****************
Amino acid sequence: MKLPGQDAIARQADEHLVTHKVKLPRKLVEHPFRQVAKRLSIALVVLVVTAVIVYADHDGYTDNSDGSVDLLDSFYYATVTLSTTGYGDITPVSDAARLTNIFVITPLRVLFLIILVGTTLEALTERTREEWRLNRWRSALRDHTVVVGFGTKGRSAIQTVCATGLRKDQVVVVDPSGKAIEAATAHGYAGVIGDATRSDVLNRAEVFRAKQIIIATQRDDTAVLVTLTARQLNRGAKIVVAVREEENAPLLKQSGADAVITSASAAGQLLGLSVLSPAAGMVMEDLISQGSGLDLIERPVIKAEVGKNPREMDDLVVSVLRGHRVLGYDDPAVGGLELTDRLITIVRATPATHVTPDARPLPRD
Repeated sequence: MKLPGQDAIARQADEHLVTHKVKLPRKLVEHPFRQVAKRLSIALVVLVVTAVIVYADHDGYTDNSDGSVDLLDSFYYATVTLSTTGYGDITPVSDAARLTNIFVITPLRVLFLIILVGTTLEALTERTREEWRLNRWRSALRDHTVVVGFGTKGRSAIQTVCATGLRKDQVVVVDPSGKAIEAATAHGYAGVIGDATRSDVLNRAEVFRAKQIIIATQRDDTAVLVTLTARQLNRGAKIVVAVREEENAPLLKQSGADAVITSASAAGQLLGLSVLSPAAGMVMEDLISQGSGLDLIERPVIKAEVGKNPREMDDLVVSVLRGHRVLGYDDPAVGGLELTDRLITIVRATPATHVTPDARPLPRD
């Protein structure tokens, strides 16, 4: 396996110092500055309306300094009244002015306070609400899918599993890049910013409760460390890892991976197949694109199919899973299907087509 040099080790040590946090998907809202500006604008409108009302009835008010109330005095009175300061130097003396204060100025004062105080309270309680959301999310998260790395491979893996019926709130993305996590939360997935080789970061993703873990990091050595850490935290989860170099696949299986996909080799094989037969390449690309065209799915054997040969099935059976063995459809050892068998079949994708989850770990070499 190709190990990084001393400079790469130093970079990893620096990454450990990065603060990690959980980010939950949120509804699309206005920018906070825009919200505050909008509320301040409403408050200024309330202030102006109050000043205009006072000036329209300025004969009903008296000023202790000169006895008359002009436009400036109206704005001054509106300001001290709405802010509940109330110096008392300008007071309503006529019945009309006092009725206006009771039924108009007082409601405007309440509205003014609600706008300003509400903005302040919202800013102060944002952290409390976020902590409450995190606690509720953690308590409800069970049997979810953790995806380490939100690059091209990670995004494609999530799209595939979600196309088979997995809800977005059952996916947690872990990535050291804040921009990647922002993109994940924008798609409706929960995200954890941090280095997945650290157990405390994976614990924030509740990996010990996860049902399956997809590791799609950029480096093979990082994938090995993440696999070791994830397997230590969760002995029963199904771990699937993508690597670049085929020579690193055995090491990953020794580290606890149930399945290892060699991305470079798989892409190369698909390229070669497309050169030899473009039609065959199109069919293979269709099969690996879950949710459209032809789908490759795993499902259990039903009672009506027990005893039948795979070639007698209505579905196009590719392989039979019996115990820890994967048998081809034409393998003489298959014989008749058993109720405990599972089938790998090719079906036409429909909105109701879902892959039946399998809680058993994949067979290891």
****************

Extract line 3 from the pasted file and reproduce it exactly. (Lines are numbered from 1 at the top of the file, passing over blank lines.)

């Protein structure tokens, strides 16, 4: 396996110092500055309306300094009244002015306070609400899918599993890049910013409760460390890892991976197949694109199919899973299907087509 040099080790040590946090998907809202500006604008409108009302009835008010109330005095009175300061130097003396204060100025004062105080309270309680959301999310998260790395491979893996019926709130993305996590939360997935080789970061993703873990990091050595850490935290989860170099696949299986996909080799094989037969390449690309065209799915054997040969099935059976063995459809050892068998079949994708989850770990070499 190709190990990084001393400079790469130093970079990893620096990454450990990065603060990690959980980010939950949120509804699309206005920018906070825009919200505050909008509320301040409403408050200024309330202030102006109050000043205009006072000036329209300025004969009903008296000023202790000169006895008359002009436009400036109206704005001054509106300001001290709405802010509940109330110096008392300008007071309503006529019945009309006092009725206006009771039924108009007082409601405007309440509205003014609600706008300003509400903005302040919202800013102060944002952290409390976020902590409450995190606690509720953690308590409800069970049997979810953790995806380490939100690059091209990670995004494609999530799209595939979600196309088979997995809800977005059952996916947690872990990535050291804040921009990647922002993109994940924008798609409706929960995200954890941090280095997945650290157990405390994976614990924030509740990996010990996860049902399956997809590791799609950029480096093979990082994938090995993440696999070791994830397997230590969760002995029963199904771990699937993508690597670049085929020579690193055995090491990953020794580290606890149930399945290892060699991305470079798989892409190369698909390229070669497309050169030899473009039609065959199109069919293979269709099969690996879950949710459209032809789908490759795993499902259990039903009672009506027990005893039948795979070639007698209505579905196009590719392989039979019996115990820890994967048998081809034409393998003489298959014989008749058993109720405990599972089938790998090719079906036409429909909105109701879902892959039946399998809680058993994949067979290891």